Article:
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Official Publication of the National Association of Chiefs of Police

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Pot Shots – Feb. 2022

Pot Shots – Feb. 2022

Good news! The price of firearms is holding stable and has been so for about nine months. The price of the average firearm did increase from 25 percent to 50 percent from mid-2019 to mid-2021, but there have been no significant increases since July 2021. The bad news now is what the bad news has been — the firearms that are most desirable continue to be of very limited availability. Looks like lots of people continue to buy firearms. If I was in the market for a new shootin’ piece, I think I would try to acquire it sooner rather than later … just sayin’. Don’t look for prices to do anything except go up. Even if the trend up is slow, firearm prices will not be going down anytime in the near future.

Ammunition prices have remained steady for the past three months, at a level of about 100 percent higher than they were in March 2020. The “new normal” pricing (if that ever arrives) is predicted to be about 50 percent higher than it was back in March 2020. Ergo, we should see some price reductions sometime unless we see negative changes in the availability of ammunition components, deterioration of the supply chain, increases in consumer demand and no further federal mandates that gum up the works.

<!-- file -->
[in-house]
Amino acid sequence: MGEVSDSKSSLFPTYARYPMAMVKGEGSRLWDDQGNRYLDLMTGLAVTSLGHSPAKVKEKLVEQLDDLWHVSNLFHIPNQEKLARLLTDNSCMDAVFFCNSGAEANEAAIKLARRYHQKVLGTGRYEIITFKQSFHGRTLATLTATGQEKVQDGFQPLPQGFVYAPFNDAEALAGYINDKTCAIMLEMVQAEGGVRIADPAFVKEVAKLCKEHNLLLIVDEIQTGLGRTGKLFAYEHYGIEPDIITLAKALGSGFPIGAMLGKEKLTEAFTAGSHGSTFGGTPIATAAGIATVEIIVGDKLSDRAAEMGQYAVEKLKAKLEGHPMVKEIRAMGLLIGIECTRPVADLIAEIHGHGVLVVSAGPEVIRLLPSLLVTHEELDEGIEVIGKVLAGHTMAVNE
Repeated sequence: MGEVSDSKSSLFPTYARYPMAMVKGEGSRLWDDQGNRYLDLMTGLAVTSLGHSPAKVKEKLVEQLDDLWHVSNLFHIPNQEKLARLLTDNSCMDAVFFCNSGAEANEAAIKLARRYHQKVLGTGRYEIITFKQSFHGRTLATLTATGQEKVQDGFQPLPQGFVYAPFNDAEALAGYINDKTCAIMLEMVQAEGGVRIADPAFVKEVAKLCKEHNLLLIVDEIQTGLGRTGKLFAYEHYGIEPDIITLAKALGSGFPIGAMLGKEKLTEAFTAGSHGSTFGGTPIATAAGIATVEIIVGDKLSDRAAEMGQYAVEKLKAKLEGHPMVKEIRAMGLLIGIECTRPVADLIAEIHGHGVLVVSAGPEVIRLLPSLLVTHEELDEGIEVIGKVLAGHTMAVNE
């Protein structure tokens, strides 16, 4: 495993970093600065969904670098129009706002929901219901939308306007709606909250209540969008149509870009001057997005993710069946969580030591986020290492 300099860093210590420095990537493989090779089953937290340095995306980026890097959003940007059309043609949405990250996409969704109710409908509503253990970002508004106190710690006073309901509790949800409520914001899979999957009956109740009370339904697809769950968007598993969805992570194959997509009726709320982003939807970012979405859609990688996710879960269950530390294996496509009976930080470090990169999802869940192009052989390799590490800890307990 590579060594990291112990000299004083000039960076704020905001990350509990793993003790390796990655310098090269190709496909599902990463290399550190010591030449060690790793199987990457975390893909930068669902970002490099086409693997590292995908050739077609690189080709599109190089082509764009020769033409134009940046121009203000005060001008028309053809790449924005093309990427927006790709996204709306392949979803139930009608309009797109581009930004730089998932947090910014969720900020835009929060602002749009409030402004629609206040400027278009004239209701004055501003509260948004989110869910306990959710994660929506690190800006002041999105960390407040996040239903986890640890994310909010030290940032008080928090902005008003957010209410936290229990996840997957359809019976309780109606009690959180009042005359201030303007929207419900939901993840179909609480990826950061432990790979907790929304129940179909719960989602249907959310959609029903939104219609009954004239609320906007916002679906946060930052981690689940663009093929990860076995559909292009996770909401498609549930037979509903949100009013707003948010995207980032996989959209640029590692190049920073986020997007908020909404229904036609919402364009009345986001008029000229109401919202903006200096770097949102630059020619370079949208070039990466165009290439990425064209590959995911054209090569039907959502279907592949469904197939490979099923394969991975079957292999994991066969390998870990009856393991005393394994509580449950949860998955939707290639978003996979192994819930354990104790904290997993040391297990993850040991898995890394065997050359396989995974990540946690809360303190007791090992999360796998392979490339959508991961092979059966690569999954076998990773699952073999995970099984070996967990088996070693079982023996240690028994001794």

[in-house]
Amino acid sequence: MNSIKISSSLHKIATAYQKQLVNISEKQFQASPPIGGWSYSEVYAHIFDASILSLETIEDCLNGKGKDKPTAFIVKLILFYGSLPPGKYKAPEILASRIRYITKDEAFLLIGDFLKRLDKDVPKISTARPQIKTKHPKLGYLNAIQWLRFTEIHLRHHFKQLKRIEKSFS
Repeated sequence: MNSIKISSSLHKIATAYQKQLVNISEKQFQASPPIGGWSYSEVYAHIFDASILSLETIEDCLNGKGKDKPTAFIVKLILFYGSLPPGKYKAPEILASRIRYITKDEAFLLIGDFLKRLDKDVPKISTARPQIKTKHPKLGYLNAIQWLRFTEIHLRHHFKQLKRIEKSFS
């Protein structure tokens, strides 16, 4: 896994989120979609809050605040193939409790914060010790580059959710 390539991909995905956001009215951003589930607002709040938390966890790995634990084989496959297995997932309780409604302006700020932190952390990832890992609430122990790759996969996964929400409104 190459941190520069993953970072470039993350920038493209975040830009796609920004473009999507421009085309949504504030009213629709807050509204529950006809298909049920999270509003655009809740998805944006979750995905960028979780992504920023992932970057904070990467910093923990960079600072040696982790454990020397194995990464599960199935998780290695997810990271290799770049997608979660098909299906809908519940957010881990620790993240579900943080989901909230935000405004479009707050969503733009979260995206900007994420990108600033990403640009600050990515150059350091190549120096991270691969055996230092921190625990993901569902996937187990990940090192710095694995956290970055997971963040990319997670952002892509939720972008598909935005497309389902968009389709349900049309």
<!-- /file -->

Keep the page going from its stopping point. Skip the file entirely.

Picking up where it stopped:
• • •

Far too many law enforcement officers lose their lives in the line of duty as a result of non-LEO drivers who don’t exercise sufficient attention to what they should be doing when they operate their car around law enforcement activity. Almost every week, we learn of officers who are struck by civvies while the officers are conducting a “routine” traffic stop. They could be assisting a driver whose vehicle has broken down or be doing any number of other things that involve an officer and a traffic event that has an officer running their light bar.

It is obvious that many civvies lose their ability to use good judgment when they see flashing lights. The tragic result, all too often, is a LEO who is killed or disabled because they are struck by a vehicle driven by someone who could have and should have done something differently. For you LEOs, try to keep a vehicle between you and traffic. And keep your head on a swivel when you can’t have a vehicle as a barrier. For you civvies, make sure you have an open lane between you and the flashing lights.  If you can’t change lanes, slow down to 20 miles per hour below the posted speed limit.

And for goodness sake, watch the road and don’t rubberneck to see what is going on with the flashing lights. Figuring out what is going on with the flashing lights is not nearly as important as your paying attention to what you are doing. LEOs deserve to make it home safely, too.

Stay safe out there.

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